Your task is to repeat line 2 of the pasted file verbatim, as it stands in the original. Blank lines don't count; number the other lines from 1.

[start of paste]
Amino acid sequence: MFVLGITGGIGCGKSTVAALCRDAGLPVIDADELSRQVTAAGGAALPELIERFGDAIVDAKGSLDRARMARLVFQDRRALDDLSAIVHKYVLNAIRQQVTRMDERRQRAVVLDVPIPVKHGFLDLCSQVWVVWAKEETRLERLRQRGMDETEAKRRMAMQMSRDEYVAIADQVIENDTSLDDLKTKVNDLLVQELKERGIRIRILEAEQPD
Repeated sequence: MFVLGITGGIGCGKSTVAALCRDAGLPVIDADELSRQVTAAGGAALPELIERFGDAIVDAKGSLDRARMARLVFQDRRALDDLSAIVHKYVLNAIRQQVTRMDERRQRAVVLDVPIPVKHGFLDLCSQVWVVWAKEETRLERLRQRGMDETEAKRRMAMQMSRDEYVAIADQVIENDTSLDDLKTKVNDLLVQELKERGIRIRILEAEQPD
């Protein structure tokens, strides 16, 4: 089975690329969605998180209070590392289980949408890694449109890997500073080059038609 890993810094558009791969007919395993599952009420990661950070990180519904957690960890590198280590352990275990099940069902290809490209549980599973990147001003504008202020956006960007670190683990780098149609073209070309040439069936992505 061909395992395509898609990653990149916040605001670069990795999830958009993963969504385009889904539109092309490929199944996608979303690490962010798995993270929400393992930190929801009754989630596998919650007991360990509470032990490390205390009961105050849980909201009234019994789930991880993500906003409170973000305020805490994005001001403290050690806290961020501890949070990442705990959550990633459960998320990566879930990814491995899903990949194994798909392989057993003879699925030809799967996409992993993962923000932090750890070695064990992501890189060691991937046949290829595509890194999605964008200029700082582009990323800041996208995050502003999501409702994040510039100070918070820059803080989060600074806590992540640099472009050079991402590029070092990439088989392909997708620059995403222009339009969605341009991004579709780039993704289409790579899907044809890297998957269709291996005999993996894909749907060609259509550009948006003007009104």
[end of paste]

Repeated sequence: MFVLGITGGIGCGKSTVAALCRDAGLPVIDADELSRQVTAAGGAALPELIERFGDAIVDAKGSLDRARMARLVFQDRRALDDLSAIVHKYVLNAIRQQVTRMDERRQRAVVLDVPIPVKHGFLDLCSQVWVVWAKEETRLERLRQRGMDETEAKRRMAMQMSRDEYVAIADQVIENDTSLDDLKTKVNDLLVQELKERGIRIRILEAEQPD